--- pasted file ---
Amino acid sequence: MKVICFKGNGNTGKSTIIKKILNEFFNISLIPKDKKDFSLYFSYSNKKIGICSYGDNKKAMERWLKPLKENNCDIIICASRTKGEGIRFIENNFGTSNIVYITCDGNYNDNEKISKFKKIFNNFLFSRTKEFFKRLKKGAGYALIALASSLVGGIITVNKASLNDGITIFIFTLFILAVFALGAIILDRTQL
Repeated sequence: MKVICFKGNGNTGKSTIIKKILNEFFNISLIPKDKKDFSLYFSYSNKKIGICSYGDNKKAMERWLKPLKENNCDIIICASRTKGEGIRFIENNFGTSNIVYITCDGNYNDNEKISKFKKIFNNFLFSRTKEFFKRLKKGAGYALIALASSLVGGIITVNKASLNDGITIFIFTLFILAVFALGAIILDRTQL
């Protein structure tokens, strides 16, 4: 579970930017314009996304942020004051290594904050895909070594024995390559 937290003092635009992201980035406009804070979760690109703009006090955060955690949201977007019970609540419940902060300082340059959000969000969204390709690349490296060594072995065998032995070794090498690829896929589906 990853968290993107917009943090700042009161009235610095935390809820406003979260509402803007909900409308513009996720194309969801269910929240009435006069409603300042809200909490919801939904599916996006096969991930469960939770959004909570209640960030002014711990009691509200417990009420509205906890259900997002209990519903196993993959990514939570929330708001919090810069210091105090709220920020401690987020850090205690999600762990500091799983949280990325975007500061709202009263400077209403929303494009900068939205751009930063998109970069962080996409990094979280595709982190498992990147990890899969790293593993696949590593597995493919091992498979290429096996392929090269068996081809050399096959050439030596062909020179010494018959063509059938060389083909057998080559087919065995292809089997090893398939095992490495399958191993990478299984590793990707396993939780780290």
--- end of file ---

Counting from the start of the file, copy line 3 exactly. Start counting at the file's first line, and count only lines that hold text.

């Protein structure tokens, strides 16, 4: 579970930017314009996304942020004051290594904050895909070594024995390559 937290003092635009992201980035406009804070979760690109703009006090955060955690949201977007019970609540419940902060300082340059959000969000969204390709690349490296060594072995065998032995070794090498690829896929589906 990853968290993107917009943090700042009161009235610095935390809820406003979260509402803007909900409308513009996720194309969801269910929240009435006069409603300042809200909490919801939904599916996006096969991930469960939770959004909570209640960030002014711990009691509200417990009420509205906890259900997002209990519903196993993959990514939570929330708001919090810069210091105090709220920020401690987020850090205690999600762990500091799983949280990325975007500061709202009263400077209403929303494009900068939205751009930063998109970069962080996409990094979280595709982190498992990147990890899969790293593993696949590593597995493919091992498979290429096996392929090269068996081809050399096959050439030596062909020179010494018959063509059938060389083909057998080559087919065995292809089997090893398939095992490495399958191993990478299984590793990707396993939780780290």